How soon after I miss a house payment will the bank begin foreclosure proceedings?

This varies from state to state and lender to lender, but most lenders don't start foreclosure proceedings until you've missed several payments. Before taking back your house, a lender might rather rewrite the loan, suspend principal payments for a while (have you pay interest only), reduce your payments, or even let you miss a few payments and spread them out over time.

If your loan is owned by one of the giant U.S. mortgage holders, Fannie Mae or Freddie Mac, foreclosure could come even more slowly. Fannie Mae and Freddie Mac often work with homeowners to avoid foreclosure when a loan is delinquent.

If your loan is insured by a federal agency such as the Department of Housing and Urban Development (HUD), the Federal Housing Administration (FHA), the Veterans Administration (VA), or the Farmers Home Administration (FmHA), the lender may be required to try to help you avoid foreclosure. Contact the federal agency to find out more.

You might be better off just selling you house than having it go to foreclosure. If you can find a buyer who will offer to pay at least what you owe your lender, take the offer. If the offer is for less than you owe your lender, your lender can block the sale. But many lenders will agree to a "short sale"-one that brings in less than you owe the lender-and agree to forgo the rest. Some lenders require documentation that you are experiencing financial or medical hardship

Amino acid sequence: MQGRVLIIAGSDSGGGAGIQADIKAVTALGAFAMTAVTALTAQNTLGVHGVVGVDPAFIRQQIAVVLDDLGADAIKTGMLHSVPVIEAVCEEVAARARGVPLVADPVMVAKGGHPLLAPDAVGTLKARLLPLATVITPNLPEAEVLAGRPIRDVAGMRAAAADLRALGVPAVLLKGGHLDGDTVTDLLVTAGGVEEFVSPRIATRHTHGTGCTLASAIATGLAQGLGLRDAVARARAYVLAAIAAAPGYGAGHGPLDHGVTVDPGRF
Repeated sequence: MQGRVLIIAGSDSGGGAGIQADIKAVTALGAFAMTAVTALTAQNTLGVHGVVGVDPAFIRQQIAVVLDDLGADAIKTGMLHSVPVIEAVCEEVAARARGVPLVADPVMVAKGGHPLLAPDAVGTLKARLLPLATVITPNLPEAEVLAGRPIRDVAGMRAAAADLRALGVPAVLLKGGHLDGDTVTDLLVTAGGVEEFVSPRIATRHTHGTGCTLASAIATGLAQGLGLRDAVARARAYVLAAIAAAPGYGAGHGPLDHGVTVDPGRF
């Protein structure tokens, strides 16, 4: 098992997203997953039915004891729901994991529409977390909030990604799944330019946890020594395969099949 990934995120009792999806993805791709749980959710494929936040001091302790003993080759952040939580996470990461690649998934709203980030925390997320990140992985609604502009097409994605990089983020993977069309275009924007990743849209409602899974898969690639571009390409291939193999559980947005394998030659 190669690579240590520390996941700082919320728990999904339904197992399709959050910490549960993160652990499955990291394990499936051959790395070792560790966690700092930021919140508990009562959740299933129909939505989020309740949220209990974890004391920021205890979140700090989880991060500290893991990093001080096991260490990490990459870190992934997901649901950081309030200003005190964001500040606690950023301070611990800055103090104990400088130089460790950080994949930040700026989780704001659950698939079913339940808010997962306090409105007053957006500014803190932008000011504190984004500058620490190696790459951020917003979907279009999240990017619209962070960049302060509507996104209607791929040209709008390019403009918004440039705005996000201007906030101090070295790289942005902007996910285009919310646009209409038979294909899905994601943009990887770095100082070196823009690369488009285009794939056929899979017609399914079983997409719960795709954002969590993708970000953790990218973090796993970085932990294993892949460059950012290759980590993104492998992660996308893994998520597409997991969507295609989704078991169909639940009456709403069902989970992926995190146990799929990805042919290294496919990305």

before they will agree to a short sale.

If you get no offers for your house or the lender won't approve a short sale, you can walk away from your house. To do this, you transfer your ownership interest in your home to the lender using a deed in lieu of foreclosure. Keep in mind that with a deed in lieu, you won't get any cash back, even if you have lots of equity in your home. The deed in lieu may also appear on your credit report as a negative mark. If you opt for a deed in lieu, try to get concessions from the lender-after all, you are saving it the expense and hassle of foreclosing on your home. For example, ask the lender to eliminate negative references on your credit report or give you more time to stay in the house.

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